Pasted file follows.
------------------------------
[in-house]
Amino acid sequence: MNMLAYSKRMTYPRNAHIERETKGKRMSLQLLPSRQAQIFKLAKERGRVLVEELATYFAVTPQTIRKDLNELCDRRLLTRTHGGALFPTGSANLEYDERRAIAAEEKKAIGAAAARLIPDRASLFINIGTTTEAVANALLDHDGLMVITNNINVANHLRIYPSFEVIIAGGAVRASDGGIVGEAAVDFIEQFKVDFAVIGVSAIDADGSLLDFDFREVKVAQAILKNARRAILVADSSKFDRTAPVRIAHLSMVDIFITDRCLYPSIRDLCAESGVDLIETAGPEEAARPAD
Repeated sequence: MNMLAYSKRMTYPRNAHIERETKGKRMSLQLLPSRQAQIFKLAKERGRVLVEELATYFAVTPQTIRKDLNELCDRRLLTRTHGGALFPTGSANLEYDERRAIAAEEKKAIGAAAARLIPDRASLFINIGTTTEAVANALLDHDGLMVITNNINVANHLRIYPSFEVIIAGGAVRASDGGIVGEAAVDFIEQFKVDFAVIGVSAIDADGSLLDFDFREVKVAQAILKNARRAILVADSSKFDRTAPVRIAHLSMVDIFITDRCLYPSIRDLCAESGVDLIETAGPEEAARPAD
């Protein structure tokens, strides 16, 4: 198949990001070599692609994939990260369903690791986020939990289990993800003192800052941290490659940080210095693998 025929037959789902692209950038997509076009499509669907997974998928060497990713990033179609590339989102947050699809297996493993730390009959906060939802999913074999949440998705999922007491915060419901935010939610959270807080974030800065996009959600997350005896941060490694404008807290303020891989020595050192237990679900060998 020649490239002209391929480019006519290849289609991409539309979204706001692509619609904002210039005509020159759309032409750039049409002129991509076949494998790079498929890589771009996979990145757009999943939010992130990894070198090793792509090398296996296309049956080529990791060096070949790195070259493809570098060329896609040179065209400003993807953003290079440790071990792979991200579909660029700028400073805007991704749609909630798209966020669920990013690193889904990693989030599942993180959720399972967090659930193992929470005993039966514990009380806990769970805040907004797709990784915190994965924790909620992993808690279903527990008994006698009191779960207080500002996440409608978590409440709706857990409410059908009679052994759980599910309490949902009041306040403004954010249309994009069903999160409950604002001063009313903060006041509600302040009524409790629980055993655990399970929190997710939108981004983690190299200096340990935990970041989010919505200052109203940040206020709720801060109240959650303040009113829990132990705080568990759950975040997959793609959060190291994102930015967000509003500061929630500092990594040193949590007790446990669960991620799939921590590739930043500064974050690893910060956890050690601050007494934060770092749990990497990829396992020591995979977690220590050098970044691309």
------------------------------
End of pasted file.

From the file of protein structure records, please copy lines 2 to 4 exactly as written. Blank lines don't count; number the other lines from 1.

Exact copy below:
Amino acid sequence: MNMLAYSKRMTYPRNAHIERETKGKRMSLQLLPSRQAQIFKLAKERGRVLVEELATYFAVTPQTIRKDLNELCDRRLLTRTHGGALFPTGSANLEYDERRAIAAEEKKAIGAAAARLIPDRASLFINIGTTTEAVANALLDHDGLMVITNNINVANHLRIYPSFEVIIAGGAVRASDGGIVGEAAVDFIEQFKVDFAVIGVSAIDADGSLLDFDFREVKVAQAILKNARRAILVADSSKFDRTAPVRIAHLSMVDIFITDRCLYPSIRDLCAESGVDLIETAGPEEAARPAD
Repeated sequence: MNMLAYSKRMTYPRNAHIERETKGKRMSLQLLPSRQAQIFKLAKERGRVLVEELATYFAVTPQTIRKDLNELCDRRLLTRTHGGALFPTGSANLEYDERRAIAAEEKKAIGAAAARLIPDRASLFINIGTTTEAVANALLDHDGLMVITNNINVANHLRIYPSFEVIIAGGAVRASDGGIVGEAAVDFIEQFKVDFAVIGVSAIDADGSLLDFDFREVKVAQAILKNARRAILVADSSKFDRTAPVRIAHLSMVDIFITDRCLYPSIRDLCAESGVDLIETAGPEEAARPAD
């Protein structure tokens, strides 16, 4: 198949990001070599692609994939990260369903690791986020939990289990993800003192800052941290490659940080210095693998 025929037959789902692209950038997509076009499509669907997974998928060497990713990033179609590339989102947050699809297996493993730390009959906060939802999913074999949440998705999922007491915060419901935010939610959270807080974030800065996009959600997350005896941060490694404008807290303020891989020595050192237990679900060998 020649490239002209391929480019006519290849289609991409539309979204706001692509619609904002210039005509020159759309032409750039049409002129991509076949494998790079498929890589771009996979990145757009999943939010992130990894070198090793792509090398296996296309049956080529990791060096070949790195070259493809570098060329896609040179065209400003993807953003290079440790071990792979991200579909660029700028400073805007991704749609909630798209966020669920990013690193889904990693989030599942993180959720399972967090659930193992929470005993039966514990009380806990769970805040907004797709990784915190994965924790909620992993808690279903527990008994006698009191779960207080500002996440409608978590409440709706857990409410059908009679052994759980599910309490949902009041306040403004954010249309994009069903999160409950604002001063009313903060006041509600302040009524409790629980055993655990399970929190997710939108981004983690190299200096340990935990970041989010919505200052109203940040206020709720801060109240959650303040009113829990132990705080568990759950975040997959793609959060190291994102930015967000509003500061929630500092990594040193949590007790446990669960991620799939921590590739930043500064974050690893910060956890050690601050007494934060770092749990990497990829396992020591995979977690220590050098970044691309």